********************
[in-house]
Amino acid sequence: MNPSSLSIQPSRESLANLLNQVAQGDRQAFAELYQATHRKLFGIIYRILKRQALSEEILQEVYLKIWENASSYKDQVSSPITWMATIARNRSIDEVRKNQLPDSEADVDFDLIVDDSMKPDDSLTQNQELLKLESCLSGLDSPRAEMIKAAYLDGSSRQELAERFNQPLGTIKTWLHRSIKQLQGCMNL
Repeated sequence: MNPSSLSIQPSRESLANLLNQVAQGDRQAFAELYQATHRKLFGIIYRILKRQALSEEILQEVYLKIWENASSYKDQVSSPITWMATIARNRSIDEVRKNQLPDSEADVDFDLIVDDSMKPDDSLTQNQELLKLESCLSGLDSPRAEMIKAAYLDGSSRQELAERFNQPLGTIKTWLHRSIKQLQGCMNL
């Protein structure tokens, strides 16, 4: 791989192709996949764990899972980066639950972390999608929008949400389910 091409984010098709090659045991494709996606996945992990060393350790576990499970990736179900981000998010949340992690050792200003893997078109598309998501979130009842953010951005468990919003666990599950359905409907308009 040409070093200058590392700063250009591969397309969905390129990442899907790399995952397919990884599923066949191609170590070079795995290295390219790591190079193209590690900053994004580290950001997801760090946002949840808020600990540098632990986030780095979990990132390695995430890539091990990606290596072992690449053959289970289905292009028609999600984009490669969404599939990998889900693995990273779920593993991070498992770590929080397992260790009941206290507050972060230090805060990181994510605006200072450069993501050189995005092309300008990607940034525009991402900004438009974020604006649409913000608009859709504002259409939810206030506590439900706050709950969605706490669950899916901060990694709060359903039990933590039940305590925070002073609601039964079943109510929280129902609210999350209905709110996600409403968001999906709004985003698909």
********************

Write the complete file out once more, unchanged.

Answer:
[in-house]
Amino acid sequence: MNPSSLSIQPSRESLANLLNQVAQGDRQAFAELYQATHRKLFGIIYRILKRQALSEEILQEVYLKIWENASSYKDQVSSPITWMATIARNRSIDEVRKNQLPDSEADVDFDLIVDDSMKPDDSLTQNQELLKLESCLSGLDSPRAEMIKAAYLDGSSRQELAERFNQPLGTIKTWLHRSIKQLQGCMNL
Repeated sequence: MNPSSLSIQPSRESLANLLNQVAQGDRQAFAELYQATHRKLFGIIYRILKRQALSEEILQEVYLKIWENASSYKDQVSSPITWMATIARNRSIDEVRKNQLPDSEADVDFDLIVDDSMKPDDSLTQNQELLKLESCLSGLDSPRAEMIKAAYLDGSSRQELAERFNQPLGTIKTWLHRSIKQLQGCMNL
């Protein structure tokens, strides 16, 4: 791989192709996949764990899972980066639950972390999608929008949400389910 091409984010098709090659045991494709996606996945992990060393350790576990499970990736179900981000998010949340992690050792200003893997078109598309998501979130009842953010951005468990919003666990599950359905409907308009 040409070093200058590392700063250009591969397309969905390129990442899907790399995952397919990884599923066949191609170590070079795995290295390219790591190079193209590690900053994004580290950001997801760090946002949840808020600990540098632990986030780095979990990132390695995430890539091990990606290596072992690449053959289970289905292009028609999600984009490669969404599939990998889900693995990273779920593993991070498992770590929080397992260790009941206290507050972060230090805060990181994510605006200072450069993501050189995005092309300008990607940034525009991402900004438009974020604006649409913000608009859709504002259409939810206030506590439900706050709950969605706490669950899916901060990694709060359903039990933590039940305590925070002073609601039964079943109510929280129902609210999350209905709110996600409403968001999906709004985003698909």